In this context, we would like to draw attention to an existing bill, submitted by the Minister of Science, Research, and Innovations, which is currently under a comment process, which would allow, subject to certain conditions, the full exemption of income derived by an employee from the acquisition of the stock in the business corporation that is their employer, based on the exercise of an option held by the employee for more than 2 years.

We would also like to point out that the deferral of taxation of the relevant income from employment also brings some uncertainty. This is because it could be the case that tax (and where applicable, mandatory insurance contributions) rates would change/increase significantly between the time the relevant stock or option is acquired and the relevant first time defined.

To conclude, please note that the above-stated brief overview does not touch on the implications of this regulation in terms of international taxation and avoidance of double taxation of the relevant income if it is subject to taxation in different countries. The proposed regulation partly moves the Czech Republic halfway from the group of countries where income is taxed on the acquisition of the stock to the group of countries where income is taxed on the sale of the stock. In this respect, it is certainly even more true than before that employees who have the relevant income to be taxed not only in the Czech Republic should prefer to use the services of a tax advisor who has experience in the taxation of such income and who can, if necessary, arrange for services of a tax advisor in other countries relevant to such an employee.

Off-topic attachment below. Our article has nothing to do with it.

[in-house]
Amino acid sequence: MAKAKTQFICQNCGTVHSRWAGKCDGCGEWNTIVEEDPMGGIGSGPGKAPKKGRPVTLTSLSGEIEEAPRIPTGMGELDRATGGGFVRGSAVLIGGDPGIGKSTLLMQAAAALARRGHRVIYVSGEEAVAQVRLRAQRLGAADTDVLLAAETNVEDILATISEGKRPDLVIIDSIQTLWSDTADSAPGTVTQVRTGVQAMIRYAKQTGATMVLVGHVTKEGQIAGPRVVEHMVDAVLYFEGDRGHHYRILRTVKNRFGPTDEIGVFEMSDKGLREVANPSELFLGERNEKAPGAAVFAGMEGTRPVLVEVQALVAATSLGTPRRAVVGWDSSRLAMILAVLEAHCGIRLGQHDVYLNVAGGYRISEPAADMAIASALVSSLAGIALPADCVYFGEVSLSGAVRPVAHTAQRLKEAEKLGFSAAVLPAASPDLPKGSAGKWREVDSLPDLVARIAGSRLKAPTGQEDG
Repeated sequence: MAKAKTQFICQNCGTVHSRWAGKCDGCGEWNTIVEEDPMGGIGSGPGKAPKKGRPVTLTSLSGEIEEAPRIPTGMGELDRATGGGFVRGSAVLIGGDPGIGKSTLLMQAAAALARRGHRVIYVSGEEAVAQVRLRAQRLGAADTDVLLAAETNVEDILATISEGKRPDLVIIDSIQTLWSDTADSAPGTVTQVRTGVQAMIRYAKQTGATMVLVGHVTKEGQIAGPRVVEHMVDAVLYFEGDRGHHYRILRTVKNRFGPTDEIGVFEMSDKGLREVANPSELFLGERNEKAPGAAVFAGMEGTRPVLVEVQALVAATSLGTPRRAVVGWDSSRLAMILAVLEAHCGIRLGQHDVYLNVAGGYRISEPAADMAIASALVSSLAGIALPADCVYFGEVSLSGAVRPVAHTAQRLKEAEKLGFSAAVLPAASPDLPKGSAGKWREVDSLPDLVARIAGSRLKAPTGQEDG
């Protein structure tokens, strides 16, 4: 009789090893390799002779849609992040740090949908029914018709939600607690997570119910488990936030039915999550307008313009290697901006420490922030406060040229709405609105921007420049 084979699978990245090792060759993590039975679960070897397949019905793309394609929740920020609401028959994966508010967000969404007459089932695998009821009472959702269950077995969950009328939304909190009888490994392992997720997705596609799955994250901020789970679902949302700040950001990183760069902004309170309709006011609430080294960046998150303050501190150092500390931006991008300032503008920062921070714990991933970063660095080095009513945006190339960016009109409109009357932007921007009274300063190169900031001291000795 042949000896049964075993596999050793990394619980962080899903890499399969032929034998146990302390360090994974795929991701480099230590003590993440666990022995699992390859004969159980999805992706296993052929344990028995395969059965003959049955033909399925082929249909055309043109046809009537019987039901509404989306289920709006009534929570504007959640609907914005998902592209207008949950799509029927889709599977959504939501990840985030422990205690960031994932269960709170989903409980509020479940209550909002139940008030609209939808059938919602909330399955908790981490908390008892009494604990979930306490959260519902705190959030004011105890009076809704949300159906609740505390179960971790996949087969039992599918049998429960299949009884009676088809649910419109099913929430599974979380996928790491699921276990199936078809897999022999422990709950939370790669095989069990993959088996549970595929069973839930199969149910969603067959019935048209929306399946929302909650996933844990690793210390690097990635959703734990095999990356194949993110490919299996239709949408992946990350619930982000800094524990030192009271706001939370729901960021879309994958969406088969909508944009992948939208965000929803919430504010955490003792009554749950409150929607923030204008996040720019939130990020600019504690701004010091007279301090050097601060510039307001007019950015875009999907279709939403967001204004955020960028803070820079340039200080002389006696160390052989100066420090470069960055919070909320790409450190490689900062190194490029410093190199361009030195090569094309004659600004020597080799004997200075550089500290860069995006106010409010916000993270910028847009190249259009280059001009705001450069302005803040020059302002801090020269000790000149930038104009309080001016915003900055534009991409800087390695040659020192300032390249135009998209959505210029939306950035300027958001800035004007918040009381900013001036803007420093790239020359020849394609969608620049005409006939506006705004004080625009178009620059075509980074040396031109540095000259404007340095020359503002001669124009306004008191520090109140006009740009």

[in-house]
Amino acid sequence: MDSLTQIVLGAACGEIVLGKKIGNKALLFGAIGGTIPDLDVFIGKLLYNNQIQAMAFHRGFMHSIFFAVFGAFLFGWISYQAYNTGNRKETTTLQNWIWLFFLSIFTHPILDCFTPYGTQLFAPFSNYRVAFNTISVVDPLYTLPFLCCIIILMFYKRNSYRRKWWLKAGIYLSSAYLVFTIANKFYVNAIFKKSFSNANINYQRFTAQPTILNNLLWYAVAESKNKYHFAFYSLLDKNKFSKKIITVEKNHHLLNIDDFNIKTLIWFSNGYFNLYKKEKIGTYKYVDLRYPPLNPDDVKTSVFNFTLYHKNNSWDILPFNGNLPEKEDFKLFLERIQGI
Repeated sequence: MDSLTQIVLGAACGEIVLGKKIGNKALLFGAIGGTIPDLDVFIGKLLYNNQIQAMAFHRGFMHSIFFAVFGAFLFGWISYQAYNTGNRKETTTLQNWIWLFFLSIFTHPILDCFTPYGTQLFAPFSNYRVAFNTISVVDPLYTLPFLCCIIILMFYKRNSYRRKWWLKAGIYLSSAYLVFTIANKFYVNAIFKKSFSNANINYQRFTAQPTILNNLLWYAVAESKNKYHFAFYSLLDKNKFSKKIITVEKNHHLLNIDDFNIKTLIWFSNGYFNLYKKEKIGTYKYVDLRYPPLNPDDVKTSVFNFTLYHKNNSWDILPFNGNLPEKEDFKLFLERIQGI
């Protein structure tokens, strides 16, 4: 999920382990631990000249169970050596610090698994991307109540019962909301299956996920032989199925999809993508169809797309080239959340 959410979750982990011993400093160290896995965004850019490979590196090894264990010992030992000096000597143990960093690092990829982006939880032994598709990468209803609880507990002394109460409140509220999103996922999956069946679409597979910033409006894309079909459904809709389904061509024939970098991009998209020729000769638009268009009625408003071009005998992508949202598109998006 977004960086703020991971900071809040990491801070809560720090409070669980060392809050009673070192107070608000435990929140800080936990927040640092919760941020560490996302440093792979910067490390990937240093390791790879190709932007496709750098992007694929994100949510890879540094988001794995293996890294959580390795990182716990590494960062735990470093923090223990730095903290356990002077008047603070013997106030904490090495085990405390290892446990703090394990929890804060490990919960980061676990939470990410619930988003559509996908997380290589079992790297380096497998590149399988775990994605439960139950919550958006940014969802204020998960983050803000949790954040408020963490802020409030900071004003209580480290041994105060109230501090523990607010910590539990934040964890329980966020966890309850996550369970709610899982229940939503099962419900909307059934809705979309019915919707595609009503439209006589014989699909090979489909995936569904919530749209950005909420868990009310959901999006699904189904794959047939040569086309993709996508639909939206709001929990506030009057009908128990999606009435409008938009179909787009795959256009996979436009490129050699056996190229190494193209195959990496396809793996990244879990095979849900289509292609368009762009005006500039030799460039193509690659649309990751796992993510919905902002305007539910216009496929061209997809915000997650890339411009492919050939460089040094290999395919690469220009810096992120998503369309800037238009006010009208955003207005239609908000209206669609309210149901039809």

We will continue to monitor this area for you and keep you informed in other articles on our blog or on our webcasts. You can also find more information on our website where we cover the topic of ESOP in detail.

Chamber of Deputies Document No. 474, which amends the laws in connection with the development of the financial market, is available on the website of the Chamber of Deputies.